UK's Fee for Intervention Process May Become Fully Independent

Costs are recovered where there has been a material breach of health and safety law; a material breach is defined as one where a business or organization has broken the law and the inspector considers it serious enough to notify them in writing.

The Health and Safety Executive announced last week that it is seeking comments on proposals to make its cost recovery scheme dispute process fully independent. The Fee for Intervention (FFI) process was introduced in October 2012 to shift the cost of regulating workplace health and safety from the government to businesses that break the law, as a way to ensure the cost burden of HSE intervention is picked up by violators and not taxpayers.

Costs are recovered where there has been a material breach of health and safety law; a material breach is defined as one where a business or organization has broken the law and the inspector considers it serious enough to notify them in writing.

"If an inspector identifies serious health and safety failings in the workplace about which they need to write to the dutyholder, then that dutyholder has to pay the costs of the HSE visit. If the inspector simply issues verbal advice there is no charge. If there is disagreement on HSE's decision the dutyholder can dispute it," the agency explained. "Until now, disputes were considered by a panel which consisted of two members from HSE and one independent person. However, after reviewing the current process HSE will consult with relevant stakeholders with a view to making the process fully independent."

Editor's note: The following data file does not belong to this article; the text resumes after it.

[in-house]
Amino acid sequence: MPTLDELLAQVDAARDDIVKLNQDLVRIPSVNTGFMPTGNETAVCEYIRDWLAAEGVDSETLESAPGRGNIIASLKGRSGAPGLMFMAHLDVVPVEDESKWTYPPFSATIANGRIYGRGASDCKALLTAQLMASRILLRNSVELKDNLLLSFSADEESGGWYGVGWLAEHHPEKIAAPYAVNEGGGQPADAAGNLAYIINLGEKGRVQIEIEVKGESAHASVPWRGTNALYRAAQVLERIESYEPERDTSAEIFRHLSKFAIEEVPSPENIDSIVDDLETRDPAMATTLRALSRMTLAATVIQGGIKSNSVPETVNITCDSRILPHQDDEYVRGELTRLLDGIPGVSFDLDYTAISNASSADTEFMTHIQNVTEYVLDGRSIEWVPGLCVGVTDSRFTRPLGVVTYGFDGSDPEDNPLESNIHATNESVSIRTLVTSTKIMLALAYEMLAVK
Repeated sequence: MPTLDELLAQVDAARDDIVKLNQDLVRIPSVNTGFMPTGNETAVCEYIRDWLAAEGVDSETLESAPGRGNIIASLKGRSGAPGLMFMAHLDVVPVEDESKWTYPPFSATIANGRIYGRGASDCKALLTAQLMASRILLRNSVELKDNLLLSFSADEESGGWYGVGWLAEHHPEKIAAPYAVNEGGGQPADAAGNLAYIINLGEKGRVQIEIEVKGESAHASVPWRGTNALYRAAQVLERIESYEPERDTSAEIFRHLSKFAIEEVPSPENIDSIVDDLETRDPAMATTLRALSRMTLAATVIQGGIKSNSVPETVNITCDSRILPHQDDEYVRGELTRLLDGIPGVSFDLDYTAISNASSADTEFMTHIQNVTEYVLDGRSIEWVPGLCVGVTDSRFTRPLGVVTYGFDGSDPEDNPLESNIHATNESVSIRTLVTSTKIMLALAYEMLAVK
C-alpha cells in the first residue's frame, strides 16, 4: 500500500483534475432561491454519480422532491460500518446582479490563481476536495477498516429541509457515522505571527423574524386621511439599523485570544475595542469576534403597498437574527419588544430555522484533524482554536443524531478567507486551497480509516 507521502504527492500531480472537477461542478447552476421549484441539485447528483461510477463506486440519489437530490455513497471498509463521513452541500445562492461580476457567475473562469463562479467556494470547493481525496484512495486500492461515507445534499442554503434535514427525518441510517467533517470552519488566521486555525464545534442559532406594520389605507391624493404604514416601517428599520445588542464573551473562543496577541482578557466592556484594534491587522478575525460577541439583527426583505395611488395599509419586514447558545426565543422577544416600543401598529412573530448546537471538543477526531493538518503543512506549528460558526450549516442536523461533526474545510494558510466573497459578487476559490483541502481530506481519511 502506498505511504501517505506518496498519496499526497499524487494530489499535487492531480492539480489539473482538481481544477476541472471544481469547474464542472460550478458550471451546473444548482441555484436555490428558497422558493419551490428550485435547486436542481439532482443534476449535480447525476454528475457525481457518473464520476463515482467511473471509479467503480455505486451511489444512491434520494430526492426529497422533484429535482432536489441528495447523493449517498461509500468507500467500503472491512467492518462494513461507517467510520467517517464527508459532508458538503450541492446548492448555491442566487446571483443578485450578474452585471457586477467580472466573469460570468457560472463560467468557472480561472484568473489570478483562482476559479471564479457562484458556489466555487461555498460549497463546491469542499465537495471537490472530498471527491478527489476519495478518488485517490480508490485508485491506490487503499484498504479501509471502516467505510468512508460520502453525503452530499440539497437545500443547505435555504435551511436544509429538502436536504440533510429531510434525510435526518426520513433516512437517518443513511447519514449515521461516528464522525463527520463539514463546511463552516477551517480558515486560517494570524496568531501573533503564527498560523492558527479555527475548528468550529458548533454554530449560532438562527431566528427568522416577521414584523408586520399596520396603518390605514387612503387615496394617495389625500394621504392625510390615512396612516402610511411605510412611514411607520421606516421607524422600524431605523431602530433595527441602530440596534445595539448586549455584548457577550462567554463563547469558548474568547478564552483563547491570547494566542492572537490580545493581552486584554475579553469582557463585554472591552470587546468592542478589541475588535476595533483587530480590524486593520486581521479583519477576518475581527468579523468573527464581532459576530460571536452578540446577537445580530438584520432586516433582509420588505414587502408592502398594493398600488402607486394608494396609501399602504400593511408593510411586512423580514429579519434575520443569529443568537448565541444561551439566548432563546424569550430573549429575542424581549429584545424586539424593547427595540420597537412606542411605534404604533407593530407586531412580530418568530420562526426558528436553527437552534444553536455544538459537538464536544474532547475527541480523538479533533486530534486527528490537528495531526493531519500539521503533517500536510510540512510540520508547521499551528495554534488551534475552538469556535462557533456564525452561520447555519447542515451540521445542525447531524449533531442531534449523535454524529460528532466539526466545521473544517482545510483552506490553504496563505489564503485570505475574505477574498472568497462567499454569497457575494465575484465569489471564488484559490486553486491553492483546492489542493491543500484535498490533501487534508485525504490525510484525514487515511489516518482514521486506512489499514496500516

"HSE has always kept the dispute process under review and following a recent application for a judicial review, we believe the time is right to move to a dispute process which is completely independent of HSE," an agency spokesperson said.

A guide to the FFI process is available on HSE's website at http://www.hse.gov.uk/fee-for-intervention/index.htm.

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